What Happens if I Do Not Disclose an Inheritance to the Bankruptcy Trustee?
Inheritance During Chapter 7
- When you file a bankruptcy petition, you create something known as the bankruptcy estate. The court will administer your bankruptcy estate, which includes all of your assets at the time you file your petition until the conclusion of your case. The court is entitled to do this because in Chapter 7 bankruptcy you give the court the right to pay off your creditors via a liquidation of your assets. Although bankruptcy laws known as exemptions give you the right to protect at least some of your property, most valuable assets belong to the court for purposes of distribution. If you receive an inheritance during your Chapter 7 case, you must surrender it to the court if you cannot exempt it. If you neglect to tell your trustee about your inheritance and the court finds out, your case will usually be dismissed, and you will lose your opportunity for a discharge. Additionally, if your oversight is considered fraudulent, you may subject yourself to criminal charges.
Inheritance After Chapter 7
- For the most part, assets you earn or receive after your Chapter 7 bankruptcy discharge are free for you to keep. However, an inheritance is a different matter. Any inheritances you receive -- or are entitled to receive -- within 180 days of filing your bankruptcy petition are still considered to be part of the bankruptcy estate. As such, you are still liable to lose any inheritances you receive in the six months after you file Chapter 7 unless you legally exempt them under your state's bankruptcy laws. Even though you already have your discharge, the court has the right to reopen your case and revoke your discharge if you do not disclose your inheritance to the trustee.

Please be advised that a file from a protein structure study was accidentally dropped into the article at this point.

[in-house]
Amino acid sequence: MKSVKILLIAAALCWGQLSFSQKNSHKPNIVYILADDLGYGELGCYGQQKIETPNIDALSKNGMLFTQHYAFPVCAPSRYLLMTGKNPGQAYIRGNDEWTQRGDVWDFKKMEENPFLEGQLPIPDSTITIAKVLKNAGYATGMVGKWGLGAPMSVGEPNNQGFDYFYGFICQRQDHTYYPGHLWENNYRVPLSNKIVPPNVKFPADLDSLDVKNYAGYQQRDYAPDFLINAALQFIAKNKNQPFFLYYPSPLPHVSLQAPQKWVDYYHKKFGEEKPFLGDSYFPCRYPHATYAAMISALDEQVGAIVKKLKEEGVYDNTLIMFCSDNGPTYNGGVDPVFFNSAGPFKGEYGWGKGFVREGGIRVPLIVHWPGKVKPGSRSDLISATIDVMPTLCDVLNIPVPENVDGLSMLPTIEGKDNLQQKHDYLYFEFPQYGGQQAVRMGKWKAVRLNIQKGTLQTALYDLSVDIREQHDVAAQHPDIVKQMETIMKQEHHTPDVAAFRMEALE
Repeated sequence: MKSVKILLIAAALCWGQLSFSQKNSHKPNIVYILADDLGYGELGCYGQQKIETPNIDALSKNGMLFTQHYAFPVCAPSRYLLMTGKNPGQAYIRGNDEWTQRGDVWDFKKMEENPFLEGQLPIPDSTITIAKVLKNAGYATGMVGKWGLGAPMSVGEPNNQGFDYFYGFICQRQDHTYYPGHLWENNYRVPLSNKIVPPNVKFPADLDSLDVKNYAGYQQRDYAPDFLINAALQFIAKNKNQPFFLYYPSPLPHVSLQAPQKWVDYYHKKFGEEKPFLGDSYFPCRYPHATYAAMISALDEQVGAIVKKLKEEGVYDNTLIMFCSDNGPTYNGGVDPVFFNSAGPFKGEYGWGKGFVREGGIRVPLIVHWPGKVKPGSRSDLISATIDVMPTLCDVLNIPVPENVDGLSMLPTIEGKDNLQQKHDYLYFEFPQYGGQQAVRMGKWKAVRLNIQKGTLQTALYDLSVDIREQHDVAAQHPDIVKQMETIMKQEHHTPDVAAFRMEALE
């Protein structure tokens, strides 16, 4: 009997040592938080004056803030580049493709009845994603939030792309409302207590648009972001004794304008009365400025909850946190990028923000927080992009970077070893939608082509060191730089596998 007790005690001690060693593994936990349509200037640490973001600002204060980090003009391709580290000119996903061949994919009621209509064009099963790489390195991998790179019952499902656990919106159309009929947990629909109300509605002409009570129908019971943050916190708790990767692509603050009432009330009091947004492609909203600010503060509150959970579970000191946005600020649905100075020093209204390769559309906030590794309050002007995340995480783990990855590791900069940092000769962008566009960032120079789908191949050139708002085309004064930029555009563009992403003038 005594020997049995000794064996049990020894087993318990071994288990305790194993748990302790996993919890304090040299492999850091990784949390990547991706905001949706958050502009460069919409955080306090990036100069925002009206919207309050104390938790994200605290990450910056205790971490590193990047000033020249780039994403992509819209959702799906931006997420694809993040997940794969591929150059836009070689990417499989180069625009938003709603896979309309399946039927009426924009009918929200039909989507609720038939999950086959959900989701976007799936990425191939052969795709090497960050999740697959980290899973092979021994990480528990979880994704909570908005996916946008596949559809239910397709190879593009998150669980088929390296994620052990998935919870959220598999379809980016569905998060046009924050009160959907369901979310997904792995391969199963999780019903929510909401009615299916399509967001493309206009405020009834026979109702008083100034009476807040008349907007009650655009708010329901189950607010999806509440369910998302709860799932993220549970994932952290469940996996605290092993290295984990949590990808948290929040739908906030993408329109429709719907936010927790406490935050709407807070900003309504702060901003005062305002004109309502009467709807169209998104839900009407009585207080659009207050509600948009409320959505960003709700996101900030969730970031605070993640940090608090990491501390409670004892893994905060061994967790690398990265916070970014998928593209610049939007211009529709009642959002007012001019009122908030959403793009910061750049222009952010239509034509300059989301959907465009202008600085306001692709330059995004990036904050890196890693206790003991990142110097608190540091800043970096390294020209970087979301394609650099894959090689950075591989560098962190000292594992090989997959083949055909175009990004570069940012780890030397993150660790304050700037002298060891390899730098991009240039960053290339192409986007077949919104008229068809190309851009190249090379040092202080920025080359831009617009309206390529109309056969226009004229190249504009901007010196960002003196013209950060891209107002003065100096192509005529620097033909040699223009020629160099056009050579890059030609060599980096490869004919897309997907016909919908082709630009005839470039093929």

Inheritance During Chapter 13
- Chapter 13 bankruptcy has different debtor protections than Chapter 7. One of the main benefits of Chapter 13 is that you can keep your assets rather than subjecting them to liquidation. In this sense, you can keep your inheritance if you receive it during your Chapter 13. However, Chapter 13 does require you to pay most of your available income to your creditors for a period up to five years. If your income increases due to inheritance, this will most likely increase the monthly payment you owe, so you must inform your trustee of your inheritance. As with Chapter 7, failure to disclose an inheritance can result in the denial of your discharge.
Inheritance After Chapter 13
- After a Chapter 13 discharge, there is no mandatory reporting of inheritances. Unlike the six-month period after a Chapter 7 discharge in which you must disclose an inheritance, money you receive after your Chapter 13 is yours to keep. Part of the reason for this is the duration of a Chapter 13 bankruptcy, which can run up to five years. While debtors may purposely file Chapter 7 if they reasonably anticipate an inheritance within a few months, predicting the receipt of an inheritance five years in the future is difficult. Since the risk of fraud is therefore minimal, the bankruptcy code includes no stipulation for the reporting of inheritances after a Chapter 13 discharge. You will face no penalty if you do not disclose this type of inheritance to your bankruptcy trustee.